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China's industrial profit decline narrows, high-tech sector shines

Source:   Time:

BEIJING, March 27 (Xinhua) -- China's industrial profits for the first two months of the year declined 4.2 percent year on year, narrowing from the 8-percent decrease seen last December.

Profits of Chinese industrial businesses hit 745.24 billion yuan (121.5 billion U.S. dollars) in the first two months, with high-tech manufacturing scoring the best performance, said the National Bureau of Statistics (NBS) on Friday.

The bureau's calculations include companies with annual revenue exceeding 20 million yuan.

NBS statistician He Ping attributed the profit decrease to lower prices, rising costs and significant profit decline in the oil and coal industries.

Despite the decrease, the industrial sector continues to modernize, with better performance in high-tech manufacturing, equipment and machinery manufacturing, the NBS data showed.

During the first two months of 2015, 30 of the 41 sectors surveyed reported year on year profit increases, with profit of high-tech manufacturing surging 48.4 percent year on year.

Raw material production along with other sectors saw profits slowdown as China continues scaling back the coal industry to eliminate excess production capacity. Profits from oil drilling and coal mining plunged 74.9 percent and 62.6 percent, respectively.

Private companies posted the strongest growth during the January-February period, with a profit increase of 9.1 percent year on year, while state-owned enterprises dropped sharply at 37 percent year on year.

Driven by the country's restructuring efforts amid the economic "new normal" of slow but quality growth, China's high-tech industry flourished with the value-added output of the high-tech sector growing 12.3 percent year on year in 2014, NBS data showed.

The high-tech industry accounted for 10.6 percent of the country's overall industrial value-added output in 2014, which rose 7 percent from 2013 to 22.8 trillion yuan (3.71 trillion U.S. dollars).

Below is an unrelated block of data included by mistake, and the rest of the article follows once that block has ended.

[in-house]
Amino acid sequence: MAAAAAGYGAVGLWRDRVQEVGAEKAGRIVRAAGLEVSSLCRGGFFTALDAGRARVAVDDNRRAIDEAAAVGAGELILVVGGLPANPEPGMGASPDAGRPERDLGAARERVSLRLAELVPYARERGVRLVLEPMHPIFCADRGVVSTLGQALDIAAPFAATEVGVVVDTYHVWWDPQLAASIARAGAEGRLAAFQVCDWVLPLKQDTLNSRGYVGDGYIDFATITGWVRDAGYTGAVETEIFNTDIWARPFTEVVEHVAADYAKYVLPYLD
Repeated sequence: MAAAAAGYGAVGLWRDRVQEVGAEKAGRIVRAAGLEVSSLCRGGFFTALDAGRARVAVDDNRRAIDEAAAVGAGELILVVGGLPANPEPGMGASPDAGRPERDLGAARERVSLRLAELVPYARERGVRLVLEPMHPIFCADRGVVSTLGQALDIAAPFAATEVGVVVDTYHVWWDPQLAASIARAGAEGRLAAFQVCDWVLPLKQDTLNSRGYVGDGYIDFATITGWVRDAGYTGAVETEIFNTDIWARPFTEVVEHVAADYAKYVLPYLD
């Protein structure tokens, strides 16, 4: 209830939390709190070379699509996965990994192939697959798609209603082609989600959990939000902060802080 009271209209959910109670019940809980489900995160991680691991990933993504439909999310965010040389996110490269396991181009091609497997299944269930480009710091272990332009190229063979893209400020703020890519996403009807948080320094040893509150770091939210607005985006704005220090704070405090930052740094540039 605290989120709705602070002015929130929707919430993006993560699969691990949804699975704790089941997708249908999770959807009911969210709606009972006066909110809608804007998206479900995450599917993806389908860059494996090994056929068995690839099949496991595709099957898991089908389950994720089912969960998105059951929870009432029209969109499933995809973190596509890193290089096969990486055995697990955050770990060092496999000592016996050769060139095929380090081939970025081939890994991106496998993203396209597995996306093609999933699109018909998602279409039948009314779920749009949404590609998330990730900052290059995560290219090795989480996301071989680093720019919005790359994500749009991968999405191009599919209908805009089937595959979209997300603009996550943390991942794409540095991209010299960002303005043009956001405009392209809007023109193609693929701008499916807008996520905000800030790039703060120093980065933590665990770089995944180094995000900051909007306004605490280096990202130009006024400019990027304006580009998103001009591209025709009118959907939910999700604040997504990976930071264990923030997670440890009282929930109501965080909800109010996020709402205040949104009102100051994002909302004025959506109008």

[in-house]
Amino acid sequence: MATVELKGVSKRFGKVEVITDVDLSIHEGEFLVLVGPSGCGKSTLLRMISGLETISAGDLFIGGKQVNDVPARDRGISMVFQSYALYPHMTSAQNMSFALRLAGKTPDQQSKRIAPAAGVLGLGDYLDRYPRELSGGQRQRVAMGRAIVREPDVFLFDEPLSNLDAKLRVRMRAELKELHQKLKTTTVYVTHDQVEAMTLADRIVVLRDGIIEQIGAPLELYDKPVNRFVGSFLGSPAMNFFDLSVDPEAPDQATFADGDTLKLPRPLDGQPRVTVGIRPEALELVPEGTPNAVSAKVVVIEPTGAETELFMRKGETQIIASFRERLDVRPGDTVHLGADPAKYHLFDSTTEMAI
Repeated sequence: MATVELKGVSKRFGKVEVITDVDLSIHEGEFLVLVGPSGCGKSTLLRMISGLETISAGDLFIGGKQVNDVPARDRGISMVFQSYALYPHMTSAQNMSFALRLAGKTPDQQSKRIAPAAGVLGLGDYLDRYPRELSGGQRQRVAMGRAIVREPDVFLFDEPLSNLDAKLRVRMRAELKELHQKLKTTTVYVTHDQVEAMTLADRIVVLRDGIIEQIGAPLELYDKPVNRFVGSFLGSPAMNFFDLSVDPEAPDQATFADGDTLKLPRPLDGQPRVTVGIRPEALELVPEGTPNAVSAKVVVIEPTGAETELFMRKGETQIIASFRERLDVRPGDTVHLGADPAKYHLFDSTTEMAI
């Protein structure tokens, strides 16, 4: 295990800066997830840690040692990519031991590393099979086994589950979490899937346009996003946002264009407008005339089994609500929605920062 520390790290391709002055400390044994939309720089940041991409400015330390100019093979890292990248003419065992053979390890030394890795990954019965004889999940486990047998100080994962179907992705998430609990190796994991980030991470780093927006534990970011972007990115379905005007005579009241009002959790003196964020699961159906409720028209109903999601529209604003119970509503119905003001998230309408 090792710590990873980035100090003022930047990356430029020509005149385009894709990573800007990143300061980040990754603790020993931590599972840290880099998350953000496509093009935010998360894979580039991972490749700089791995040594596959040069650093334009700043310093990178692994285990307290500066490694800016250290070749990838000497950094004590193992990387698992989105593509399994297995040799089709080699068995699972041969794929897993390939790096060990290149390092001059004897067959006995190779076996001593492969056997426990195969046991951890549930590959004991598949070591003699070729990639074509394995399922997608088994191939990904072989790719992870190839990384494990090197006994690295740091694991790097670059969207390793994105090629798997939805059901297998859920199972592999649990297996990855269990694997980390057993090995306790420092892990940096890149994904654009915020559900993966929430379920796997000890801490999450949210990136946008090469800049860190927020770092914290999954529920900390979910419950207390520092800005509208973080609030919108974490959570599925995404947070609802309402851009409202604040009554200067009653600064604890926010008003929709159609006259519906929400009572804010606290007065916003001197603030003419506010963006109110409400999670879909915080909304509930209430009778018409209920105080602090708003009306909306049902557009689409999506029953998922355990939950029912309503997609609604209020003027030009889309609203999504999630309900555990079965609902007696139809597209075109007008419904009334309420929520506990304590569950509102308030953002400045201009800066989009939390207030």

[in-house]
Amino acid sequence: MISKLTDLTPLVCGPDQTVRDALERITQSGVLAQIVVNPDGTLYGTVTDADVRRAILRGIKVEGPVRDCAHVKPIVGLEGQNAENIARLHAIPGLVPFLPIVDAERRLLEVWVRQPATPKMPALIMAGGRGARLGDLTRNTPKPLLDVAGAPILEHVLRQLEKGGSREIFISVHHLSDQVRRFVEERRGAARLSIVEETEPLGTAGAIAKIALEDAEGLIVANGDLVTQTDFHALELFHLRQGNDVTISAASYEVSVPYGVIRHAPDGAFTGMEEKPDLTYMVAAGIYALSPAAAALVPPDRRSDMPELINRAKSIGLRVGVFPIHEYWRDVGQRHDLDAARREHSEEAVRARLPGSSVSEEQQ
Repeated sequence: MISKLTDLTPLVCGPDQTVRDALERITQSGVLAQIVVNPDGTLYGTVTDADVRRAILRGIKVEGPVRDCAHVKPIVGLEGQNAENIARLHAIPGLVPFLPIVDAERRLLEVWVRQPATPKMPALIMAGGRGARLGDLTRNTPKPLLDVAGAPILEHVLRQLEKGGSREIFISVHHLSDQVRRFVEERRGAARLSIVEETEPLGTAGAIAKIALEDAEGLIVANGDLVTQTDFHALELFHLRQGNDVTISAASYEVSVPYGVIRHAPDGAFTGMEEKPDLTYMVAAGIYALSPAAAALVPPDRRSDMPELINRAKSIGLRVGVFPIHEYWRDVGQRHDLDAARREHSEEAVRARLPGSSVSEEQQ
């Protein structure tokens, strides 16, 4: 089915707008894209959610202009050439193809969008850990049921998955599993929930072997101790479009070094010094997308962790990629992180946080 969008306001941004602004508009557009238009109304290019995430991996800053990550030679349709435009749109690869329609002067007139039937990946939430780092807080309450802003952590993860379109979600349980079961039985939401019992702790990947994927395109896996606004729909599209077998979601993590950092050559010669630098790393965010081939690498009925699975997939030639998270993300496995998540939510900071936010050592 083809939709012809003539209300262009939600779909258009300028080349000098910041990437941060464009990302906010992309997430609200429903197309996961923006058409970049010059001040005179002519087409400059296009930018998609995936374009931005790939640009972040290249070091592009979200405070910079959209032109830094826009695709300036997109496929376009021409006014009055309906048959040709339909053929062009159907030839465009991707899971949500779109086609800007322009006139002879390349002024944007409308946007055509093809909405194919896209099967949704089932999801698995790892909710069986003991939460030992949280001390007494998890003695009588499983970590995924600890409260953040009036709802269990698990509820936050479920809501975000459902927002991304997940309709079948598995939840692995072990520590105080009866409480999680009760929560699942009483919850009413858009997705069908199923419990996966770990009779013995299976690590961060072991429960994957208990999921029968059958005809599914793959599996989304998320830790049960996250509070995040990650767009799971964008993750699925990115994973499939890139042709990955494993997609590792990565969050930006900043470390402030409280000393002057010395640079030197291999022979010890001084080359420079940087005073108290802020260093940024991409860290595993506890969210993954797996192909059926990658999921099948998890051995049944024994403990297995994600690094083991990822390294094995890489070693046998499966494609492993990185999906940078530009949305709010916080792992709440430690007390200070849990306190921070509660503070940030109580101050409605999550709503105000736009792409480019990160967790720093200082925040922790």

The fast expansion of the high-tech and modern service industries shows China's economy is advancing to the "middle and high end", said Xie Hongguang, deputy chief of the NBS.

China should work toward greater investment in "soft infrastructure" -- like innovation -- instead of "hard infrastructure" to climb the global value chain, said Zhang Monan, an expert with the China Center for International Economic Exchanges.

Indeed, to boost innovation has been put on the top of the government's agenda as China has pledged to boost the implementation of the "Made in China 2025" strategy, which will upgrade the manufacturing sector and help the country achieve a medium-high level of economic growth.

Accelerated industrialization is supported by the manufacturing sector and the "Made in China 2025" strategy, which can empower manufacturing while boosting the "innovated in China" brand, according to a statement released this week after an executive meeting of the State Council, presided over by Premier Li Keqiang.

Favorable policies will be mapped to help forge an upgraded version of the manufacturing sector and priority will be given to the development of ten particular fields, including information technology, new materials and agricultural machinery, said the statement.

Editor: Yamei Wang

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